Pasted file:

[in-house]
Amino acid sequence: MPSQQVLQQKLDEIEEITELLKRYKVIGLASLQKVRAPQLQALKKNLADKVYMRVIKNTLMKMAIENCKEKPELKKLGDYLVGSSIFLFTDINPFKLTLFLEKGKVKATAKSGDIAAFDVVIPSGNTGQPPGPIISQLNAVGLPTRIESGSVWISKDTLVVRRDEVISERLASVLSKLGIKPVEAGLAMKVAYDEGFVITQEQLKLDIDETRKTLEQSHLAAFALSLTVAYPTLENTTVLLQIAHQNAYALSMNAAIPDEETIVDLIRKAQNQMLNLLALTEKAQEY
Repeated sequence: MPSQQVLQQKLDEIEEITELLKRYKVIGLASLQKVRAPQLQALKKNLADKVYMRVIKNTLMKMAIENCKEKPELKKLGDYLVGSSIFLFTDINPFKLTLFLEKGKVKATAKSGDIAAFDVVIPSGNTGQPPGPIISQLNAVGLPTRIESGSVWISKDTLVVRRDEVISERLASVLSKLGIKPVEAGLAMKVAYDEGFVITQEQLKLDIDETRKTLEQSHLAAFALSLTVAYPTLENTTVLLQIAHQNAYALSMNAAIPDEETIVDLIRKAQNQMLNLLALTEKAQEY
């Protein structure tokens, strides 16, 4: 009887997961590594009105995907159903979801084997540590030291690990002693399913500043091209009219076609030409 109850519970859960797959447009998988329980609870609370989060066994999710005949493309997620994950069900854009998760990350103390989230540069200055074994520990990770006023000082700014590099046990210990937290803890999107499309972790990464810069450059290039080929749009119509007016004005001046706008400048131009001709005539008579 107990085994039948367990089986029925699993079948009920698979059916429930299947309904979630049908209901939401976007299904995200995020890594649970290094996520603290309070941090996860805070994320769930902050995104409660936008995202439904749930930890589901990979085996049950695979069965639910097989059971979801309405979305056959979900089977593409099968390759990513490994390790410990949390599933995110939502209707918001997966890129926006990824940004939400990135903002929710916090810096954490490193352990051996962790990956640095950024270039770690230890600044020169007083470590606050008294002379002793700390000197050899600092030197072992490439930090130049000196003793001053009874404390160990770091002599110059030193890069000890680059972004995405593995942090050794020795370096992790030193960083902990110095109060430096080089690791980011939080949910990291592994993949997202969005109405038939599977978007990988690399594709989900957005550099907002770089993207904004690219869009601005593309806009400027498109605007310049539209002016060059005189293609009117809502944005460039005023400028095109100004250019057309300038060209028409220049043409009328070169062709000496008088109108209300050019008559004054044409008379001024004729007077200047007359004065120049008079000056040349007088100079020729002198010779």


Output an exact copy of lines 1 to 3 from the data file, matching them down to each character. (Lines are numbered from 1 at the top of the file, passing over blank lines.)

[in-house]
Amino acid sequence: MPSQQVLQQKLDEIEEITELLKRYKVIGLASLQKVRAPQLQALKKNLADKVYMRVIKNTLMKMAIENCKEKPELKKLGDYLVGSSIFLFTDINPFKLTLFLEKGKVKATAKSGDIAAFDVVIPSGNTGQPPGPIISQLNAVGLPTRIESGSVWISKDTLVVRRDEVISERLASVLSKLGIKPVEAGLAMKVAYDEGFVITQEQLKLDIDETRKTLEQSHLAAFALSLTVAYPTLENTTVLLQIAHQNAYALSMNAAIPDEETIVDLIRKAQNQMLNLLALTEKAQEY
Repeated sequence: MPSQQVLQQKLDEIEEITELLKRYKVIGLASLQKVRAPQLQALKKNLADKVYMRVIKNTLMKMAIENCKEKPELKKLGDYLVGSSIFLFTDINPFKLTLFLEKGKVKATAKSGDIAAFDVVIPSGNTGQPPGPIISQLNAVGLPTRIESGSVWISKDTLVVRRDEVISERLASVLSKLGIKPVEAGLAMKVAYDEGFVITQEQLKLDIDETRKTLEQSHLAAFALSLTVAYPTLENTTVLLQIAHQNAYALSMNAAIPDEETIVDLIRKAQNQMLNLLALTEKAQEY